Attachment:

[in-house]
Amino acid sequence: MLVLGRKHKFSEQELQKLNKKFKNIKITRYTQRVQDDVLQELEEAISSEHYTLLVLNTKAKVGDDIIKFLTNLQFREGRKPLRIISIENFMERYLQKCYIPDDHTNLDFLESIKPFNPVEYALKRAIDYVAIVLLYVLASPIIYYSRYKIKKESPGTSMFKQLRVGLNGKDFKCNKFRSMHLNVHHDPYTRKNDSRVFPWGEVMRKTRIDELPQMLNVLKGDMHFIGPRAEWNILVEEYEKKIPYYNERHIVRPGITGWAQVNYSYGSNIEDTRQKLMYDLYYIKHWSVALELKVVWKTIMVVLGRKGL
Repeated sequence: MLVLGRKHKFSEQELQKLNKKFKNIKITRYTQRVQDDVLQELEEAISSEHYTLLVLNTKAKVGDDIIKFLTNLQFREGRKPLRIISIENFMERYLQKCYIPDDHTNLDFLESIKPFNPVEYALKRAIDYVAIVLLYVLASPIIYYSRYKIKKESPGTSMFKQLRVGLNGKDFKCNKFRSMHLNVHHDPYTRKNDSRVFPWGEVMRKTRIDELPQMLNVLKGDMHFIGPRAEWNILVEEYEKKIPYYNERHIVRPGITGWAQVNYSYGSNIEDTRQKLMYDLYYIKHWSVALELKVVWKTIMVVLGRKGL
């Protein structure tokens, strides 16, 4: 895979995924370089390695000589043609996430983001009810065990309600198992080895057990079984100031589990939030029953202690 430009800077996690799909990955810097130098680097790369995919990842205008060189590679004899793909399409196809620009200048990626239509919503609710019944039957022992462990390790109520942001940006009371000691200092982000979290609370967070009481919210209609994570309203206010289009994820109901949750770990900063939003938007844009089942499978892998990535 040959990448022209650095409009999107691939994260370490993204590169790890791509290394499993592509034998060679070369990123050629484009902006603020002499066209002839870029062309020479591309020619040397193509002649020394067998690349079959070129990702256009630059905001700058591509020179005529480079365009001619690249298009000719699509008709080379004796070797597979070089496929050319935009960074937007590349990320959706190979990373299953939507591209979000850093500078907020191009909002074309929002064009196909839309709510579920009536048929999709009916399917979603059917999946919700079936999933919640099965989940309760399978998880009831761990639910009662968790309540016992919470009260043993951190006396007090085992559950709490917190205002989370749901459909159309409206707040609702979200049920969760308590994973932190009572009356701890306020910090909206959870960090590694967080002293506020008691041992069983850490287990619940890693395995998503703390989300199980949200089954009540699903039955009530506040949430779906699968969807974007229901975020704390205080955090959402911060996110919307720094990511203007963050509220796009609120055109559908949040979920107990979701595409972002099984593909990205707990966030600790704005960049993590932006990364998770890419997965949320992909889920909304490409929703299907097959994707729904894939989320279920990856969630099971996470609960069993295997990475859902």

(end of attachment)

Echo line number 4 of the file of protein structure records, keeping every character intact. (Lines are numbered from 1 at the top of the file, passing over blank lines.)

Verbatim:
């Protein structure tokens, strides 16, 4: 895979995924370089390695000589043609996430983001009810065990309600198992080895057990079984100031589990939030029953202690 430009800077996690799909990955810097130098680097790369995919990842205008060189590679004899793909399409196809620009200048990626239509919503609710019944039957022992462990390790109520942001940006009371000691200092982000979290609370967070009481919210209609994570309203206010289009994820109901949750770990900063939003938007844009089942499978892998990535 040959990448022209650095409009999107691939994260370490993204590169790890791509290394499993592509034998060679070369990123050629484009902006603020002499066209002839870029062309020479591309020619040397193509002649020394067998690349079959070129990702256009630059905001700058591509020179005529480079365009001619690249298009000719699509008709080379004796070797597979070089496929050319935009960074937007590349990320959706190979990373299953939507591209979000850093500078907020191009909002074309929002064009196909839309709510579920009536048929999709009916399917979603059917999946919700079936999933919640099965989940309760399978998880009831761990639910009662968790309540016992919470009260043993951190006396007090085992559950709490917190205002989370749901459909159309409206707040609702979200049920969760308590994973932190009572009356701890306020910090909206959870960090590694967080002293506020008691041992069983850490287990619940890693395995998503703390989300199980949200089954009540699903039955009530506040949430779906699968969807974007229901975020704390205080955090959402911060996110919307720094990511203007963050509220796009609120055109559908949040979920107990979701595409972002099984593909990205707990966030600790704005960049993590932006990364998770890419997965949320992909889920909304490409929703299907097959994707729904894939989320279920990856969630099971996470609960069993295997990475859902």